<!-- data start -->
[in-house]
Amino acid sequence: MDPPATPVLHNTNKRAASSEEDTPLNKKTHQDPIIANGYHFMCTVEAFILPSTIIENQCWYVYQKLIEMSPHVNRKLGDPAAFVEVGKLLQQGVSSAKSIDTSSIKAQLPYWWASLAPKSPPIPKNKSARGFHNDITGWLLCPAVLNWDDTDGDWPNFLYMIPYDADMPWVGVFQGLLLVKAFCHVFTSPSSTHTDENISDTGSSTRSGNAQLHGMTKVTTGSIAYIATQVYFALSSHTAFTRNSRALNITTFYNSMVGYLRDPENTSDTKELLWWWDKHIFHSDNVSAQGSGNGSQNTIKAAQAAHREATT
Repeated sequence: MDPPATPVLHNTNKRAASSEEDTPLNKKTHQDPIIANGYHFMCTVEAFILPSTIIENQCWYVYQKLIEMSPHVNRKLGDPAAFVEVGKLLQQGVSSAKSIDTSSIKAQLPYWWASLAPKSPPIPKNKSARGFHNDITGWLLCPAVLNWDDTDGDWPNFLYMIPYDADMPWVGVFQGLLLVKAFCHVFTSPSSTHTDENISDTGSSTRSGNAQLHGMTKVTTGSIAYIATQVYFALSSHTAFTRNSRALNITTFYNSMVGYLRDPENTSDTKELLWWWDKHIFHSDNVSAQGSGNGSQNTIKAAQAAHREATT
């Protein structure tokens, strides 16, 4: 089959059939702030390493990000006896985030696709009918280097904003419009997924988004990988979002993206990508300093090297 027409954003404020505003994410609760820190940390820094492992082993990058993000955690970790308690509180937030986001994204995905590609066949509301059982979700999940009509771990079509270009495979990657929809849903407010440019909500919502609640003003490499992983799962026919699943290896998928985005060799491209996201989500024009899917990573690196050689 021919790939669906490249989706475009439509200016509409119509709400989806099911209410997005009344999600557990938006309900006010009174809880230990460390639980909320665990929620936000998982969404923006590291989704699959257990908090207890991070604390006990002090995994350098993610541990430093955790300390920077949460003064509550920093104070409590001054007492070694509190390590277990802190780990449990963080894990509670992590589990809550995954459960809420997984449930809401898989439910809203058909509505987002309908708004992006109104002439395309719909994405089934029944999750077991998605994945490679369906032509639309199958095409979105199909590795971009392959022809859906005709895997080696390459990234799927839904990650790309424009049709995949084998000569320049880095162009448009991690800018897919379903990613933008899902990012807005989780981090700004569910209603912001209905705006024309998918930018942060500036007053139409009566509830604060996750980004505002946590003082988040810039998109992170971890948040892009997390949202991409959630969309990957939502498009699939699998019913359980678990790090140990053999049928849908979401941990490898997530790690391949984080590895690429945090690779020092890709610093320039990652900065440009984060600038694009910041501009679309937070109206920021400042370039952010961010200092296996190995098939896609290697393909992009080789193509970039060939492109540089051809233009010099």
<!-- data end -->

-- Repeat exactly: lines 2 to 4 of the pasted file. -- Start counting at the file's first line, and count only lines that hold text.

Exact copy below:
Amino acid sequence: MDPPATPVLHNTNKRAASSEEDTPLNKKTHQDPIIANGYHFMCTVEAFILPSTIIENQCWYVYQKLIEMSPHVNRKLGDPAAFVEVGKLLQQGVSSAKSIDTSSIKAQLPYWWASLAPKSPPIPKNKSARGFHNDITGWLLCPAVLNWDDTDGDWPNFLYMIPYDADMPWVGVFQGLLLVKAFCHVFTSPSSTHTDENISDTGSSTRSGNAQLHGMTKVTTGSIAYIATQVYFALSSHTAFTRNSRALNITTFYNSMVGYLRDPENTSDTKELLWWWDKHIFHSDNVSAQGSGNGSQNTIKAAQAAHREATT
Repeated sequence: MDPPATPVLHNTNKRAASSEEDTPLNKKTHQDPIIANGYHFMCTVEAFILPSTIIENQCWYVYQKLIEMSPHVNRKLGDPAAFVEVGKLLQQGVSSAKSIDTSSIKAQLPYWWASLAPKSPPIPKNKSARGFHNDITGWLLCPAVLNWDDTDGDWPNFLYMIPYDADMPWVGVFQGLLLVKAFCHVFTSPSSTHTDENISDTGSSTRSGNAQLHGMTKVTTGSIAYIATQVYFALSSHTAFTRNSRALNITTFYNSMVGYLRDPENTSDTKELLWWWDKHIFHSDNVSAQGSGNGSQNTIKAAQAAHREATT
């Protein structure tokens, strides 16, 4: 089959059939702030390493990000006896985030696709009918280097904003419009997924988004990988979002993206990508300093090297 027409954003404020505003994410609760820190940390820094492992082993990058993000955690970790308690509180937030986001994204995905590609066949509301059982979700999940009509771990079509270009495979990657929809849903407010440019909500919502609640003003490499992983799962026919699943290896998928985005060799491209996201989500024009899917990573690196050689 021919790939669906490249989706475009439509200016509409119509709400989806099911209410997005009344999600557990938006309900006010009174809880230990460390639980909320665990929620936000998982969404923006590291989704699959257990908090207890991070604390006990002090995994350098993610541990430093955790300390920077949460003064509550920093104070409590001054007492070694509190390590277990802190780990449990963080894990509670992590589990809550995954459960809420997984449930809401898989439910809203058909509505987002309908708004992006109104002439395309719909994405089934029944999750077991998605994945490679369906032509639309199958095409979105199909590795971009392959022809859906005709895997080696390459990234799927839904990650790309424009049709995949084998000569320049880095162009448009991690800018897919379903990613933008899902990012807005989780981090700004569910209603912001209905705006024309998918930018942060500036007053139409009566509830604060996750980004505002946590003082988040810039998109992170971890948040892009997390949202991409959630969309990957939502498009699939699998019913359980678990790090140990053999049928849908979401941990490898997530790690391949984080590895690429945090690779020092890709610093320039990652900065440009984060600038694009910041501009679309937070109206920021400042370039952010961010200092296996190995098939896609290697393909992009080789193509970039060939492109540089051809233009010099």